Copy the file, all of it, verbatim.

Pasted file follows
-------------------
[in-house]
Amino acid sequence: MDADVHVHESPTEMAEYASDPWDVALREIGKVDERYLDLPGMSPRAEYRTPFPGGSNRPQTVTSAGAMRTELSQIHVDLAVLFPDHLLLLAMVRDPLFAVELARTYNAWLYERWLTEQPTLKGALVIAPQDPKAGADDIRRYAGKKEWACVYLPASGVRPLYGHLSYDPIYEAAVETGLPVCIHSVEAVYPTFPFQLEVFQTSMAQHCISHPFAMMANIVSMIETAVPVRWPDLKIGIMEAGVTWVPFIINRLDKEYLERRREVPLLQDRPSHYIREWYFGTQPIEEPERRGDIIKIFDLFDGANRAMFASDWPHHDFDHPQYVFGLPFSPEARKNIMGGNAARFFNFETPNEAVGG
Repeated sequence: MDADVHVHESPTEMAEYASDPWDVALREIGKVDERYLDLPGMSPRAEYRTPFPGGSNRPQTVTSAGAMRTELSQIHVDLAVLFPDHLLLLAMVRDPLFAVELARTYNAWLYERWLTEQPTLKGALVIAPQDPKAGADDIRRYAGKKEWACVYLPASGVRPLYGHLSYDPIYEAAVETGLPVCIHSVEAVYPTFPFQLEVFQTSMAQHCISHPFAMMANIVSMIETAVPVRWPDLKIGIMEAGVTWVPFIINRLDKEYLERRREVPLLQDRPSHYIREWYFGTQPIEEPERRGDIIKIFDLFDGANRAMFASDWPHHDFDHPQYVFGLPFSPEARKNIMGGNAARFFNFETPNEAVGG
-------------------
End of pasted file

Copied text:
[in-house]
Amino acid sequence: MDADVHVHESPTEMAEYASDPWDVALREIGKVDERYLDLPGMSPRAEYRTPFPGGSNRPQTVTSAGAMRTELSQIHVDLAVLFPDHLLLLAMVRDPLFAVELARTYNAWLYERWLTEQPTLKGALVIAPQDPKAGADDIRRYAGKKEWACVYLPASGVRPLYGHLSYDPIYEAAVETGLPVCIHSVEAVYPTFPFQLEVFQTSMAQHCISHPFAMMANIVSMIETAVPVRWPDLKIGIMEAGVTWVPFIINRLDKEYLERRREVPLLQDRPSHYIREWYFGTQPIEEPERRGDIIKIFDLFDGANRAMFASDWPHHDFDHPQYVFGLPFSPEARKNIMGGNAARFFNFETPNEAVGG
Repeated sequence: MDADVHVHESPTEMAEYASDPWDVALREIGKVDERYLDLPGMSPRAEYRTPFPGGSNRPQTVTSAGAMRTELSQIHVDLAVLFPDHLLLLAMVRDPLFAVELARTYNAWLYERWLTEQPTLKGALVIAPQDPKAGADDIRRYAGKKEWACVYLPASGVRPLYGHLSYDPIYEAAVETGLPVCIHSVEAVYPTFPFQLEVFQTSMAQHCISHPFAMMANIVSMIETAVPVRWPDLKIGIMEAGVTWVPFIINRLDKEYLERRREVPLLQDRPSHYIREWYFGTQPIEEPERRGDIIKIFDLFDGANRAMFASDWPHHDFDHPQYVFGLPFSPEARKNIMGGNAARFFNFETPNEAVGG